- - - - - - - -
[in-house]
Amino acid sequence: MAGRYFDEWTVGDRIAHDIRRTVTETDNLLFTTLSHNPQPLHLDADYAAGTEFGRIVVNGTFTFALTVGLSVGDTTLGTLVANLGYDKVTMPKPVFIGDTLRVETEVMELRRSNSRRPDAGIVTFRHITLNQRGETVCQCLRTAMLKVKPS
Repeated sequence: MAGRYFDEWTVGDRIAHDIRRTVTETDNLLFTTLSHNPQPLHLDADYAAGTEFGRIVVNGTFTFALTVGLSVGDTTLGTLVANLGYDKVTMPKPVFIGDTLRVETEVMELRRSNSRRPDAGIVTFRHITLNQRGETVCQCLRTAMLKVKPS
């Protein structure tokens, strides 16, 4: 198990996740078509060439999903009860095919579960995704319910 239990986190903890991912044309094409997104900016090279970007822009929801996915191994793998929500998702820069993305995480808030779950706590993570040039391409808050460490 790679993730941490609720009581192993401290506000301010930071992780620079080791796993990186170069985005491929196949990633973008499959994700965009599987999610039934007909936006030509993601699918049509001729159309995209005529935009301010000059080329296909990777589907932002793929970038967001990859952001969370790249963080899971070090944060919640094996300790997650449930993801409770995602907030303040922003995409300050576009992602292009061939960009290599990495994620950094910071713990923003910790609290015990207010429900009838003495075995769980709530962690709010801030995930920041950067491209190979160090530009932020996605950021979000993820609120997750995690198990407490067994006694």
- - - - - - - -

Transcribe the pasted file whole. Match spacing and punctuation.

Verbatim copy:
[in-house]
Amino acid sequence: MAGRYFDEWTVGDRIAHDIRRTVTETDNLLFTTLSHNPQPLHLDADYAAGTEFGRIVVNGTFTFALTVGLSVGDTTLGTLVANLGYDKVTMPKPVFIGDTLRVETEVMELRRSNSRRPDAGIVTFRHITLNQRGETVCQCLRTAMLKVKPS
Repeated sequence: MAGRYFDEWTVGDRIAHDIRRTVTETDNLLFTTLSHNPQPLHLDADYAAGTEFGRIVVNGTFTFALTVGLSVGDTTLGTLVANLGYDKVTMPKPVFIGDTLRVETEVMELRRSNSRRPDAGIVTFRHITLNQRGETVCQCLRTAMLKVKPS
């Protein structure tokens, strides 16, 4: 198990996740078509060439999903009860095919579960995704319910 239990986190903890991912044309094409997104900016090279970007822009929801996915191994793998929500998702820069993305995480808030779950706590993570040039391409808050460490 790679993730941490609720009581192993401290506000301010930071992780620079080791796993990186170069985005491929196949990633973008499959994700965009599987999610039934007909936006030509993601699918049509001729159309995209005529935009301010000059080329296909990777589907932002793929970038967001990859952001969370790249963080899971070090944060919640094996300790997650449930993801409770995602907030303040922003995409300050576009992602292009061939960009290599990495994620950094910071713990923003910790609290015990207010429900009838003495075995769980709530962690709010801030995930920041950067491209190979160090530009932020996605950021979000993820609120997750995690198990407490067994006694």